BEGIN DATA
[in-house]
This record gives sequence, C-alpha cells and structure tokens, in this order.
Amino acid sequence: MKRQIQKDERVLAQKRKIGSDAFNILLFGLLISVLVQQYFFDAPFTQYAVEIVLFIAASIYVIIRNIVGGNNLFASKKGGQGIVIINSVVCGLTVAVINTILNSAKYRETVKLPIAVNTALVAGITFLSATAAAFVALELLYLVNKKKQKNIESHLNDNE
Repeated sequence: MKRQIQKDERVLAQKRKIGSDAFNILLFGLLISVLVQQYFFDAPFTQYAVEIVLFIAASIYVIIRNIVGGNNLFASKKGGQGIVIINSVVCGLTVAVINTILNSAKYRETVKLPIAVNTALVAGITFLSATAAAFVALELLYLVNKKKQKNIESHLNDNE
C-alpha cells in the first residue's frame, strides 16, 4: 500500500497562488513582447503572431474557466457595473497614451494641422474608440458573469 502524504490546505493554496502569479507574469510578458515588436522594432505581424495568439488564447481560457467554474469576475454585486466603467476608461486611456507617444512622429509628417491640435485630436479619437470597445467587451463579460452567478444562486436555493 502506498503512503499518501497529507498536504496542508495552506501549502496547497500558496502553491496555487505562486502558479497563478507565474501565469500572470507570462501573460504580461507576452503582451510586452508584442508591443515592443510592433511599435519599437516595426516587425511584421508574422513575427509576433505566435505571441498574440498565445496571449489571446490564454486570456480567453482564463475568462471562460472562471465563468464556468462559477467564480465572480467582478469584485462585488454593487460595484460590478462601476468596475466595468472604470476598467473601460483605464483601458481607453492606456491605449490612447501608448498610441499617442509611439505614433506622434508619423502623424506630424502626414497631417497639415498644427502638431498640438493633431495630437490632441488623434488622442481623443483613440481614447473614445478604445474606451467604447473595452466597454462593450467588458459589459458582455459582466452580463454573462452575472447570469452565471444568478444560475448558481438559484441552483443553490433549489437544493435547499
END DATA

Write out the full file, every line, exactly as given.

[in-house]
This record gives sequence, C-alpha cells and structure tokens, in this order.
Amino acid sequence: MKRQIQKDERVLAQKRKIGSDAFNILLFGLLISVLVQQYFFDAPFTQYAVEIVLFIAASIYVIIRNIVGGNNLFASKKGGQGIVIINSVVCGLTVAVINTILNSAKYRETVKLPIAVNTALVAGITFLSATAAAFVALELLYLVNKKKQKNIESHLNDNE
Repeated sequence: MKRQIQKDERVLAQKRKIGSDAFNILLFGLLISVLVQQYFFDAPFTQYAVEIVLFIAASIYVIIRNIVGGNNLFASKKGGQGIVIINSVVCGLTVAVINTILNSAKYRETVKLPIAVNTALVAGITFLSATAAAFVALELLYLVNKKKQKNIESHLNDNE
C-alpha cells in the first residue's frame, strides 16, 4: 500500500497562488513582447503572431474557466457595473497614451494641422474608440458573469 502524504490546505493554496502569479507574469510578458515588436522594432505581424495568439488564447481560457467554474469576475454585486466603467476608461486611456507617444512622429509628417491640435485630436479619437470597445467587451463579460452567478444562486436555493 502506498503512503499518501497529507498536504496542508495552506501549502496547497500558496502553491496555487505562486502558479497563478507565474501565469500572470507570462501573460504580461507576452503582451510586452508584442508591443515592443510592433511599435519599437516595426516587425511584421508574422513575427509576433505566435505571441498574440498565445496571449489571446490564454486570456480567453482564463475568462471562460472562471465563468464556468462559477467564480465572480467582478469584485462585488454593487460595484460590478462601476468596475466595468472604470476598467473601460483605464483601458481607453492606456491605449490612447501608448498610441499617442509611439505614433506622434508619423502623424506630424502626414497631417497639415498644427502638431498640438493633431495630437490632441488623434488622442481623443483613440481614447473614445478604445474606451467604447473595452466597454462593450467588458459589459458582455459582466452580463454573462452575472447570469452565471444568478444560475448558481438559484441552483443553490433549489437544493435547499